… I do believe this is largely what I was referring to in my post a few days ago; how the media goes amazeballs [to quote a friend] over Pope Francis grandiose displays of humility – as if no pope before him had the same qualities or cared about the poor. Our Pope Francis is a fantastic guy, true enough, but he isn’t the only pope that exuded humbleness. This intentional short term memory loss is starting to feel more like the Cult of Francis and less like an embracing of Catholicism.
You can argue that it’s wonderful Pope Francis is attracting people to the faith that otherwise would not be attracted to it, those more social justice minded folks. And it is. My worry; however, is those very same people will very quickly become disenchanted with the Pope once they realize he’s not just all lover of the poor and Mr. Simplicity. He’s also had some very strong words against homosexual marriage and his stance is the same regarding abortion and lady priests. He’s not going to bring about the sweeping ‘reform’ social justic-y folks seem to generally advocate for.
That’s why all this media focus on Francis’ humility seems disingenuous. It’s not the Holy Father whose actions I question, because I truly believe he’s 100% genuine, it’s the intentions of the media and those who embrace him solely for his acts of public humility. That is what is troubling.
Some exciting news to come from the Vatican: the pope invited the homeless over for lunch. Yes, amidst the opulence that is the Vatican, the bishop of Rome had opened his doors to over 200 of Rome’s homeless residents. Recognizing the solidarity of Christians with the poorest among us, he sat down to a shared meal at a table shared with a Muslim and an immigrant from China. Of course, religious (ahem) Vatican watchers weren’t surprised by Pope Benedict’s luncheon with the homeless, since he had visited a Roman soup kitchen not long before.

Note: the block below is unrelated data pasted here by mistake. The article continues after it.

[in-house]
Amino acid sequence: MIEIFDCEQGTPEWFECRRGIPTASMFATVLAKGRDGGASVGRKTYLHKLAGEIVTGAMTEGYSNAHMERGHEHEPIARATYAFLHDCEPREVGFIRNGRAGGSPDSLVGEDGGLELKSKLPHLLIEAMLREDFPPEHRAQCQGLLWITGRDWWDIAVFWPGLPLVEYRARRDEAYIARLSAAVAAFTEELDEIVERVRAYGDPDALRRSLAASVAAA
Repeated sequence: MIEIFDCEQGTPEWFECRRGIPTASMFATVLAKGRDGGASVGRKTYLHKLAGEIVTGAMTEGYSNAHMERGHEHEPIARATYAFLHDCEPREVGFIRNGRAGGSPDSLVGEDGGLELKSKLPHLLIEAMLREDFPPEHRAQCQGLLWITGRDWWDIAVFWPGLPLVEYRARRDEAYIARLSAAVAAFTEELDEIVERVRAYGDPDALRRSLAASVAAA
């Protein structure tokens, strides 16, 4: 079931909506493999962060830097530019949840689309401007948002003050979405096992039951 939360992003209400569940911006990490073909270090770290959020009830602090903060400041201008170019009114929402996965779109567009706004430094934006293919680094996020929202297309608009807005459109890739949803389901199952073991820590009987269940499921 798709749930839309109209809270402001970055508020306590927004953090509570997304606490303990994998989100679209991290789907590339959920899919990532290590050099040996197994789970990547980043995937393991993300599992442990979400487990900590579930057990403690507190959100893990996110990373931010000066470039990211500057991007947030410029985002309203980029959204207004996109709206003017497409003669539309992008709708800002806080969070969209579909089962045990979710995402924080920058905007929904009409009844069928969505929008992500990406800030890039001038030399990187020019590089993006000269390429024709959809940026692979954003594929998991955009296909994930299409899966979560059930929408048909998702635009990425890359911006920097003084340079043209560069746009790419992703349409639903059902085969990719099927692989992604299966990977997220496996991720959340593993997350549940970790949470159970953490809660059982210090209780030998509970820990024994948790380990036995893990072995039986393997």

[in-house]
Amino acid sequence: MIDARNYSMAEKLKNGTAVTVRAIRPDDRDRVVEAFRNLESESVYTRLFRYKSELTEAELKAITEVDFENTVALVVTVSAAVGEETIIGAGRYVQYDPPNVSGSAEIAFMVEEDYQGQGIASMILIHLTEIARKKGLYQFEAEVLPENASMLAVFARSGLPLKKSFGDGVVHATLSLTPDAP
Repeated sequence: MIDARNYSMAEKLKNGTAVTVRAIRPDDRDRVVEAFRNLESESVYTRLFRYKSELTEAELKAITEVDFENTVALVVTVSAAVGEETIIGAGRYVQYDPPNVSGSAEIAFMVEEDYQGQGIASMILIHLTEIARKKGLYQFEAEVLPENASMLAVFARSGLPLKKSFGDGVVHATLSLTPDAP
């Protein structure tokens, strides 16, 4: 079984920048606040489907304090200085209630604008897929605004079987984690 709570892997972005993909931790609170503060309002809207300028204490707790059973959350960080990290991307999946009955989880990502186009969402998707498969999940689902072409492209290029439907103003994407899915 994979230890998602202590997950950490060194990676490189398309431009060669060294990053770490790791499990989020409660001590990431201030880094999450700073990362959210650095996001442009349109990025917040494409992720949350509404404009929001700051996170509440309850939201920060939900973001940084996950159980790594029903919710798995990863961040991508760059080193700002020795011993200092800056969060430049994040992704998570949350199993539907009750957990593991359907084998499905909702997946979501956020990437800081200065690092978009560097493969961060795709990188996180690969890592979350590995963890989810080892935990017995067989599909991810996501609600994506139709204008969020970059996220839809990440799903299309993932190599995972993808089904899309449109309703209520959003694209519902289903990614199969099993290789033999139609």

Wait a minute. Pope Benedict? Did you maybe think you were reading about a certain Pope Francis hosting a similar event this week? Because you might have read about his own invitation to the homeless, and a lunch hosted by a Vatican cardinal in his name.
Also, Pope Francis didn’t personally attend the luncheon but to the reporting agencies that apparently is neither here nor there.
While I did enjoy reading Mr. Welle’s article, you can’t help but get a sense of that ‘slight’ I was referring to when I wrote, “Every time I read about how humble Francis is I take it personally, as a slight meant to imply that his predecessor was some how not.”
Now I’m sure no slight was intended and I’m going to assume the best, that the author has equal affection for both Francis and Benedict. But yeah …
Nonetheless, Pope Francis really seems to to inspire an excitement that hasn’t been experienced in recent years, among believers and non-believers alike. I definitely share in this excitement. I’m curious about why that is, though. Do we really just have such a short memory that it seems like Francis doing something entirely novel?
My own sense is it that Pope Francis really just brings a simpler, more approachable style to his position than his predecessors, and that lends a dose of freshness to whatever he does.
My takeaway – Pope Francis, fresh. Pope Benedict, eh not so much.
So you see, my ire is not with the Pope himself, but the public’s reaction to him. How he is received is out of his control – up to a point. I still maintain that I’d like my Vicar of Christ a bit more kingly, as fitting of his position, but alas. My opinion carries very little weight in Rome.
So anyway, this is a start. A good start. A mighty fine start, in fact, as I work through all this, to recognize the major sources of my unease. Maybe for those who’ve reached out to me expressing their same frustrations this can be a start for them too. It’s not the pope, it’s the press and the people who want to use the Pope’s displays of humility for changing the Church into what they believe She should be.
Because I never did that with Pope Benedict.